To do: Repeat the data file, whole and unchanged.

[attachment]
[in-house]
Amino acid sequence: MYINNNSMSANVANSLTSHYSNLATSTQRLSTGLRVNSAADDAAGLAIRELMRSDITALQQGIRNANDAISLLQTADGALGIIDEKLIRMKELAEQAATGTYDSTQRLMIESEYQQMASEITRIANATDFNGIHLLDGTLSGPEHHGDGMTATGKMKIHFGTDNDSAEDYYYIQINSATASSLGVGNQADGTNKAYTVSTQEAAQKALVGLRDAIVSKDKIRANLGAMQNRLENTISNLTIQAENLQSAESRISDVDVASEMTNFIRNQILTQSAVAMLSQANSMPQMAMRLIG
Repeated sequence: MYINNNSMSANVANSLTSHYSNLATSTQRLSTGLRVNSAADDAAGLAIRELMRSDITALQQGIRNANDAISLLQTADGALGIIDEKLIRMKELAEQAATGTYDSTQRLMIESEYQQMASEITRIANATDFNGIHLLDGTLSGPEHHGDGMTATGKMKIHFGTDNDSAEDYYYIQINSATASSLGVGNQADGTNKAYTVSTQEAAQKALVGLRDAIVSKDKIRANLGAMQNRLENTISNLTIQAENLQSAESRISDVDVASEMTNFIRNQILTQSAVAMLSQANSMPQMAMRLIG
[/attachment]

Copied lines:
[in-house]
Amino acid sequence: MYINNNSMSANVANSLTSHYSNLATSTQRLSTGLRVNSAADDAAGLAIRELMRSDITALQQGIRNANDAISLLQTADGALGIIDEKLIRMKELAEQAATGTYDSTQRLMIESEYQQMASEITRIANATDFNGIHLLDGTLSGPEHHGDGMTATGKMKIHFGTDNDSAEDYYYIQINSATASSLGVGNQADGTNKAYTVSTQEAAQKALVGLRDAIVSKDKIRANLGAMQNRLENTISNLTIQAENLQSAESRISDVDVASEMTNFIRNQILTQSAVAMLSQANSMPQMAMRLIG
Repeated sequence: MYINNNSMSANVANSLTSHYSNLATSTQRLSTGLRVNSAADDAAGLAIRELMRSDITALQQGIRNANDAISLLQTADGALGIIDEKLIRMKELAEQAATGTYDSTQRLMIESEYQQMASEITRIANATDFNGIHLLDGTLSGPEHHGDGMTATGKMKIHFGTDNDSAEDYYYIQINSATASSLGVGNQADGTNKAYTVSTQEAAQKALVGLRDAIVSKDKIRANLGAMQNRLENTISNLTIQAENLQSAESRISDVDVASEMTNFIRNQILTQSAVAMLSQANSMPQMAMRLIG